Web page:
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Recently, I complimented an intern on her haircut. Even small acts performed with good intentions can come across poorly, and it can be difficult to navigate what is and is not appropriate. A compliment in the workplace can easily cross lines, so here are some tips to help you stay in the compliment safe zone:. This, too, should be obvious, but you should never compliment a specific body part.
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Blackfishing: 'Black is cool, unless you're actually black'
Blackfishing: 'Black is cool, unless you're actually black' | Fashion | The Guardian
Subscriber Account active since. She can be the girl on the street, but she can also be a popular influencer, like Emma Chamberlain. But she's not just appearing on her own social media channels. The VSCO girl has also been parodied online. But while some love to hate on the cool-girl, carefree aesthetic, others aspire to it. A VSCO girl is easy to spot. She tries to embody a '90s-meets-surfer-girl look.
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I thought I was a gorgeous kid until I learned I was just 'pretty, for a black girl'
From Kim Kardashian to Selena Gomez, the perceived trend for wanting to appear black shows no sign of slowing down. O n Monday night Interview magazine dropped their new cover on Instagram — a hyper-urban shot of singer Selena Gomez with her tongue sticking out, dressed in black boots, leggings and a Balenciaga X-Rated top. On her head the singer sported a braided hairstyle with baby-hair edges. The hispanic Gomez also appeared to have a darker complexion than she would normally have. And yet the cover image styling appeared to show the singer appropriating from another culture completely.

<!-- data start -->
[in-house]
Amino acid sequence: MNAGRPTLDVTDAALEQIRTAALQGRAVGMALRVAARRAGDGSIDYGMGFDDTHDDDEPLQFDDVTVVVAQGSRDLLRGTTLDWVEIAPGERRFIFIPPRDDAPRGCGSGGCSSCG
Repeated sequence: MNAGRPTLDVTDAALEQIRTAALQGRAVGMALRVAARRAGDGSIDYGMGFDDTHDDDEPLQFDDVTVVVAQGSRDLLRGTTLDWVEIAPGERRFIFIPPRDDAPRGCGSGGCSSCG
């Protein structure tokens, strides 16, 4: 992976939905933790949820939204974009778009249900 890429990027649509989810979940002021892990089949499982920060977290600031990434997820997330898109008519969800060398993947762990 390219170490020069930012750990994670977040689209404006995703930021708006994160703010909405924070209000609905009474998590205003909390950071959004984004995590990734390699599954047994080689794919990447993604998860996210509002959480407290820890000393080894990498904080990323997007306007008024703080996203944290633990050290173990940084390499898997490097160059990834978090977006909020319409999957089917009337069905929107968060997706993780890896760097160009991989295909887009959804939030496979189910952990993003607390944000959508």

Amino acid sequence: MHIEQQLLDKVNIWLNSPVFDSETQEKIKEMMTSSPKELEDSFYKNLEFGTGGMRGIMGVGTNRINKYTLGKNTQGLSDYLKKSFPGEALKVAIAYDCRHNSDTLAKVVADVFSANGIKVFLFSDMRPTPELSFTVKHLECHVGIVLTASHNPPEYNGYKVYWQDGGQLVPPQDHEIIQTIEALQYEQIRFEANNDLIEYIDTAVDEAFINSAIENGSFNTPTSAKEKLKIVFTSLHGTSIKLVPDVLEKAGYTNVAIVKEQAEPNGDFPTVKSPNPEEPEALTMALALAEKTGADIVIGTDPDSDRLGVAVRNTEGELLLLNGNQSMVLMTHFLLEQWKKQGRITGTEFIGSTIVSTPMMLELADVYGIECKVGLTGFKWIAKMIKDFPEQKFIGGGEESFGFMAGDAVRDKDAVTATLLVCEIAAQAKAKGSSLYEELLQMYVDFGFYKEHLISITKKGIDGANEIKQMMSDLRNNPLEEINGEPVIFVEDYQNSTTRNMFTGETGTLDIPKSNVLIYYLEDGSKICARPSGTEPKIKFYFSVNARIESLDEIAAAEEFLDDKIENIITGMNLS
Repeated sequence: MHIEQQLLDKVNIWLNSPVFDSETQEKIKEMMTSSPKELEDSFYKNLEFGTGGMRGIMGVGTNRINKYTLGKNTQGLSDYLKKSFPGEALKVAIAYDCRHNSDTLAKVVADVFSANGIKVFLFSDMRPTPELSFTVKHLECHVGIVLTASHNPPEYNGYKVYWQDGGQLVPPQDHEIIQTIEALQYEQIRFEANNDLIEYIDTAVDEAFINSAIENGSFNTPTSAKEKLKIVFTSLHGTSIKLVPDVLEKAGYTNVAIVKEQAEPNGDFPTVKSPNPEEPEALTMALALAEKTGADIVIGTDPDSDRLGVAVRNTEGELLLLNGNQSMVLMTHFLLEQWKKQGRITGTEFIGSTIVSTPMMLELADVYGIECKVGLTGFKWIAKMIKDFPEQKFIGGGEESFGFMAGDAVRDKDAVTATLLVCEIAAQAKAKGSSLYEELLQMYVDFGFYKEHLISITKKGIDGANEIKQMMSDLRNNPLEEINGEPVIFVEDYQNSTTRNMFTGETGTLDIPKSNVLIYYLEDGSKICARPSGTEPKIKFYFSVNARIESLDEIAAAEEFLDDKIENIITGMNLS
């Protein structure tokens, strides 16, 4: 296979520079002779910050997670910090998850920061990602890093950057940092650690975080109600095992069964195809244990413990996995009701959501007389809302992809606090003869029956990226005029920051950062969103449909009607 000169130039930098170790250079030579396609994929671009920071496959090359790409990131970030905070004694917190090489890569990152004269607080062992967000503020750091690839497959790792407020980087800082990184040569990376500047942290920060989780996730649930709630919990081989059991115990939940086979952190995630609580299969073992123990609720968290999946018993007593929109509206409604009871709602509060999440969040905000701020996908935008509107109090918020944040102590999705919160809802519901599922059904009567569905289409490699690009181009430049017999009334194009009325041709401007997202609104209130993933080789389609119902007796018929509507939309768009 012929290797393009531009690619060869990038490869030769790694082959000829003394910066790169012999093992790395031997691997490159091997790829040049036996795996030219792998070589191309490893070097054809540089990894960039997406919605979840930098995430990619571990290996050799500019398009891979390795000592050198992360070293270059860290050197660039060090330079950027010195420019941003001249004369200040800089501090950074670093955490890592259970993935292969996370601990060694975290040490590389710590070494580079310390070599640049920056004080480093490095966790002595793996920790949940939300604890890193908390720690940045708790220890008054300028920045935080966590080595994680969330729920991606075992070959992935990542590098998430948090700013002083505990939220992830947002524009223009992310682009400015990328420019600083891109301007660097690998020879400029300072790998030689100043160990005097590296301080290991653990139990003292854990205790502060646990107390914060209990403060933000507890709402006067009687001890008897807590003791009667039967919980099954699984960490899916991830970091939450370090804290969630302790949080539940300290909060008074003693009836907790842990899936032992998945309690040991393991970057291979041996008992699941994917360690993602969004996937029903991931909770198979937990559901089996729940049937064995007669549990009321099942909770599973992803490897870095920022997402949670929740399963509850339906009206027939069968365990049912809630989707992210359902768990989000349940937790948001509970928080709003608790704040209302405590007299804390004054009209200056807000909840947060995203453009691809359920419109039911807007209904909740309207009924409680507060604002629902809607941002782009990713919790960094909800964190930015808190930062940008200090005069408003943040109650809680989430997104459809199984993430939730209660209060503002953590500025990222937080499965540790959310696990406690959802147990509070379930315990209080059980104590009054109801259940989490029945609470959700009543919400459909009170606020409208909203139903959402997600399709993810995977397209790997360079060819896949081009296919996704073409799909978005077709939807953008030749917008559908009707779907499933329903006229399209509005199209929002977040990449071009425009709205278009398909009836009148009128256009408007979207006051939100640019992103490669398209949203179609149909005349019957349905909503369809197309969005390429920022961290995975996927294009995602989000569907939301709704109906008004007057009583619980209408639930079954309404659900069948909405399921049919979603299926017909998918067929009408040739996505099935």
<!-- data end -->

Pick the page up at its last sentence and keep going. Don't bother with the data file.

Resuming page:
My white birthmother told me that the idea that I was gorgeous was a fiction inflicted upon me out of a sense of white liberal guilt. W hen I was a little girl, I thought that I was gorgeous. But growing up black in an all-white town, I was also a generally accepted kind of pretty: white adults saw my blackness as an addition to my cuteness; their white children stared at my brown skin and afro with genuine wonder as opposed to judgement and fear. After that, I knew I was beautiful with a caveat; I was attractive with an asterisk. The precocious and outgoing girl that I had been, who loved to pose and perform and tell stories and make art, became emotionally fluent in the art of self-doubt.